Filming Night Care
The most obvious example of this was filming the night time care with David and Martine. It was private and difficult thing to let us film, so Angie decided I should go alone to keep crew intrusion to a minimum. It was by far the hardest thing I’ve ever filmed. I knew that things weren’t easy for David and Martine but to sit and witness it – to feel a thin slice of what goes on for them every single night was sobering. Technically speaking it wasn’t easy either. It was dark and my camera was at it’s low light limit – I was already pushing the C300 to the upper end of it’s ISO but any more and the picture would have capitulated into a fizzy, fuzzy mess (the result of high ISO settings).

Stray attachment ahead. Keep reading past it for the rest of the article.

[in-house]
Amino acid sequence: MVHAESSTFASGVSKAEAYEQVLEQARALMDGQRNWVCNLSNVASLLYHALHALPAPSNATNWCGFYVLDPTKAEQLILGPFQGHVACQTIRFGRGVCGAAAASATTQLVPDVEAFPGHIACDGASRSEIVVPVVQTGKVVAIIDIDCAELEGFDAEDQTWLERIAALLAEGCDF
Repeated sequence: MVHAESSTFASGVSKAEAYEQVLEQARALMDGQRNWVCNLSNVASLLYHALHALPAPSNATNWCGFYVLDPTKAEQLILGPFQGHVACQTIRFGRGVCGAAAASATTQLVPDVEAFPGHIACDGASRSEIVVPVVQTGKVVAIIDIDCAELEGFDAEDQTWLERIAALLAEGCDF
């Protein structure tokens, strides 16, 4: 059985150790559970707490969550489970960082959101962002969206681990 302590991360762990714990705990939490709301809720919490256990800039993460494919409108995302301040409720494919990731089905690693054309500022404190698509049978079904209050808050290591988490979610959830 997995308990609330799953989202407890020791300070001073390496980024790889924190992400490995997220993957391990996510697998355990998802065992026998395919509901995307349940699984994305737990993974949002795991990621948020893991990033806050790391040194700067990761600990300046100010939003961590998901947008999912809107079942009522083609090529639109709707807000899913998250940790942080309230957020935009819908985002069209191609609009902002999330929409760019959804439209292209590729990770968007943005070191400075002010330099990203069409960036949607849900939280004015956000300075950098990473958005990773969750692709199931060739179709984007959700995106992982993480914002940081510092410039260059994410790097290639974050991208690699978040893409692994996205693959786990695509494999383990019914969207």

David and Martine were exhausted from a long day and I’d already been there for hours by the time the sleep / wake / move / sleep / wake / medicate cycle started. It was intimate, private and for Martine, very painful. When the lights went off and they went to ‘sleep’ and night care started, the room suddenly closed in on me. I felt every breath and move and sound I made, feeling less like a fly on the wall and more like a bull in a china shop. If David and Martine were perturbed by my presence they didn’t let on, but I couldn’t help but put myself in their shoes, imagining a man with a camera present in the room moments after waking up, watching bleary-eyed care being given and received. I tried not to move around too much, shooting most of it from one spot in the corner of the room, sitting, standing and zooming for variety and editing options. When they went to sleep again I’d carefully and quietly adjust position to get another angle. Of course, my job is to film but my priority was their wellbeing. I didn’t want to contribute to their already-extensive tiredness.